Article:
Interviewing, while often dreaded, is a critical process. First, it is the first real impression a potential candidate has of your company. It reflects the company’s level of preparedness, organization, and professionalism. It is also the process that decides who you and your employees will be working alongside for (hopefully) quite a while! Obviously, these are things that matter to all people in the workplace, yet for various reasons, the attention these items deserve is often not given to them.
We’ve heard all kinds of faulty interview systems including “winging it”, keeping it casual, a rigid list of questions, and more. If you’ve resorted to any one of those or just can’t seem to get the right employees in your office, you need to read the following steps.
- What are your criteria?
This question should be answered before you begin writing the job listing. What tasks do they need to be able to perform? Start with the most basic responsibilities, moving all the way up to items that aren’t critical but still a possible part of the position.
Then, dig deeper. Try thinking of it in terms of what your office is missing. Consider your current employees and what traits you admire in them. Are they things you want more of? Or are you looking to find someone who complements those traits? For instance, maybe you have a plethora of well-organized Type A personalities and you need a creative mind that would benefit from the systems already in place.
- How can you measure the criteria?
It helps to break the criteria up into levels, beginning with the most critical. The number of levels you define will depend on how detailed your criteria are. Any interview will be significantly easier to look back on when you have categorized the candidates’ pros and cons into the appropriate level of criteria. It’s easy to compare different candidates because you’ve already decided each item’s level of importance.
- How can you go about this in a personable way?
All of the pre-work you have done, as tiring and tedious as it may have seemed, has prepared you for this moment…the interview. This is what makes all of those processes so important. Everything up until this point has simply been on paper, which means that this part HAS to be personal. You’ve seen their resume, their education, accomplishments, and skills. Now, you get the opportunity to talk about what YOU want to know. Question about something on their resume? Great. Ask it. But otherwise, this should be a time to see if how they present themselves matches up with what is lacking in your company.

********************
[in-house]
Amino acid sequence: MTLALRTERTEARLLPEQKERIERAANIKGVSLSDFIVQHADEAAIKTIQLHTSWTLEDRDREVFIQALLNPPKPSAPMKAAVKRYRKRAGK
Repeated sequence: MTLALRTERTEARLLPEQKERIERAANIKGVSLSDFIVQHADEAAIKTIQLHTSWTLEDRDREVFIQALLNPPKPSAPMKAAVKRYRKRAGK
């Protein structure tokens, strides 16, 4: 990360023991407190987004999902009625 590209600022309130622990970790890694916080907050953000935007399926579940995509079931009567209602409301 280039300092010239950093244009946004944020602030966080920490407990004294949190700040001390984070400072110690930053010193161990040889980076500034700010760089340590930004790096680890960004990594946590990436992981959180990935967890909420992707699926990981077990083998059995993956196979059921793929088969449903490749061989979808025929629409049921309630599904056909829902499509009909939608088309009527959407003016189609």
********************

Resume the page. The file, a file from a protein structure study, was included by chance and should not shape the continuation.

Other steps you might consider incorporating into your hiring system, depending on the industry, could involve…
– Some sort of test-run where they perform duties in the office, on a worksite, or even at home to test their abilities in real-time.
– Performing a 2nd interview with someone outside of your circle, perhaps more of a ground-level employee or even someone from another sector of the company. The idea is to remove bias and get an alternative viewpoint.
– Doing a group interview can be a good option too, again, depending on the industry. This could be a group on the hiring side or even on the candidate side. Both serve different purposes.
These alternative options might be worth discussing with current employees. Remember that their insight into this process is key, as they landed the job at one point and have a very good idea of where the company is currently lacking. The variations of order and utilization of these choices are endless, so it’s up to you and your current team to figure out what your process will look like. Make tweaks as you see what doesn’t work, and permanently implement the things that do!
Overall, keep in mind that the more preparation you do beforehand, the more smoothly this whole process will go. Not to mention, it’s worth the hours on the front end to ensure you don’t have to go through the process again when you make the wrong hire.